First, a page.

January 12, 2017
Five Voices from the Pacific
Posted by larryohanlon
This is the latest in a series of dispatches from scientists and education officers aboard the Schmidt Ocean Institute’s R/V Falkor. Read more posts here, and track the Falkor’s progress here.
Ten days of transit gave Falkor’s outreach team an opportunity to familiarize themselves with the vessel, learn all about multibeam mapping, and integrate with the crew. At this point, Brock Callen Jr., Lucy Bellwood, Andrew Kang, Jena Kline and Brock Callen Sr. have all stood watch, observed data acquisition, and gained awareness into the adventurous and selfless quest of an oceanographic expedition. One by one, the seamounts of the far corners of the Johnston Atoll Unit in the Pacific Remote Islands Marine National Monument continue to fill the screen of Falkor’s Control Room. In this blog, the team reflect on this experience so far.
Falkor is a New Experience Altogether
Brock Callen Jr – 11th Hour Ambassador: I would like to think I have spent a pretty decent amount of time on the sea and in the ocean. Being on Falkor is a little different from what I am used to though. High speed internet, clean laundry, epic eating: these are the nuances that I could really get used to. But I have to say it is somewhat torturous to be out here, in the middle of the Ocean and not be able to interact with the natural elements. As an 11th Hour Racing Ambassador and Pro Sailor/Kiteboarder I am far more comfortable being intimate with the Ocean. I am used to getting wet, to reacting to the wind, trimming sails, and working together to make the boat go faster. Here we are reacting to the science to make the data more complete. While I do love this new aspect of interaction, I am desperately looking forward to getting in the ocean and doing what I love.
The Learning Curve
Andrew Kang – Students Opportunities Program Participant: After a week of mapping flat, featureless seafloor along our transit, I was happy to finally arrive at our survey site. The first few hours of my first watch were hectic and exciting at the same time, because we had to find the edge of the seamount with the multi-beam without knowing where it was exactly. The watch leader, Jonathan Tree, frequently contacted the bridge to adjust our direction so that the multibeam wouldn’t miss an important feature or miss the edge of the seamount. In the end, everything worked out and fell into place which was a big relief but it was much more exciting when we were scrambling in beginning to get things in order.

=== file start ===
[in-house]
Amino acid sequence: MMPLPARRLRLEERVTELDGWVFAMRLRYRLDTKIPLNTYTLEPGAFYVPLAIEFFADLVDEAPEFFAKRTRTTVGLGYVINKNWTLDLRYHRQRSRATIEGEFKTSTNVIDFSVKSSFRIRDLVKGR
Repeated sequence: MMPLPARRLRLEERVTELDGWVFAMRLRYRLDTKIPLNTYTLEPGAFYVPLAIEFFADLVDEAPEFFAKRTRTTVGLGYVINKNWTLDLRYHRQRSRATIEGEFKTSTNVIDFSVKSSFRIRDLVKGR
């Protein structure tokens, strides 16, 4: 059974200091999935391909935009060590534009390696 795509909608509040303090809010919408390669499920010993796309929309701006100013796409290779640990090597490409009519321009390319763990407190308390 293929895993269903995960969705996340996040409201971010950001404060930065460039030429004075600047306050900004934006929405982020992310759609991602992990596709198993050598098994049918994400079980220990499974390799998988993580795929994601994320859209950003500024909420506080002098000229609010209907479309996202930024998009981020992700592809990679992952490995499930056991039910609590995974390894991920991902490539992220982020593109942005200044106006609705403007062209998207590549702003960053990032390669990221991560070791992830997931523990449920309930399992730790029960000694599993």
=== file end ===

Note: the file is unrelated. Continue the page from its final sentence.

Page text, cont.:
Lucy Bellwood – Adventure Cartoonist: Once we began mapping in earnest, I was relieved to realize that my experience with Adobe Photoshop aided me in picking up Qimera, our visual data processing program. Sniping off rogue blips of extraneous information is a meditative and visually intimate way of engaging with our findings in three dimensions. I love it. This morning, when we finally overlaid our backscatter data on the multibeam terrain map of our first seamount, my jaw hit the floor. What had appeared at first glance to be a mess of static and rainbow blotches resolved itself into a graphic understanding of the terrain below us in gorgeous detail. Numbers may be a challenge for me, but images make my world turn, and Falkor is really delivering the goods on this journey.
Jena Kline – Teacher at ‘Iolani School: We are starting to get a glimpse of the previously unmapped ocean floor near Johnston Atoll, and it is amazing! Today we were able to piece together numerous multibeam swaths to form the image of our first complete tabletop seamount. The detail is impressive and my eyes are drawn to the large gouge on the edge flat top. During swath processing, I remember seeing this anomaly and asking Joyce Miller, multibeam mapping scientist, what was wrong with the data. Her experience and eye for mapping told her it was real, and as the swaths combined into the bigger picture, we see this feature in all its glory. This is not a hole in the data or an outlier from the norm, but a prominent feature. Is the gouge a result of a landslide? What is the composition of the highly textured flanks? How old is this seamount? The big picture gives us detailed insight into the contours and composition of the depths, but also raises so many more questions. Thus is science!
Brock Callen Sr. – Sail Martha’s Vineyard: In a perfect world how would I like to see the data developed on board Falkor used? It would be great for the data produced on this cruise, and shared openly by Schmidt Ocean Institute, to turn into an outreach effort to proactively direct the data to those organizations and universities that are involved in seabed research, specifically those using multibeam mapping and backscatter imaging for environmental purposes. The reason behind such an effort would be to more aggressively support those whose priority is the health of our oceans and their biosystems.
Source: Five Voices from the Pacific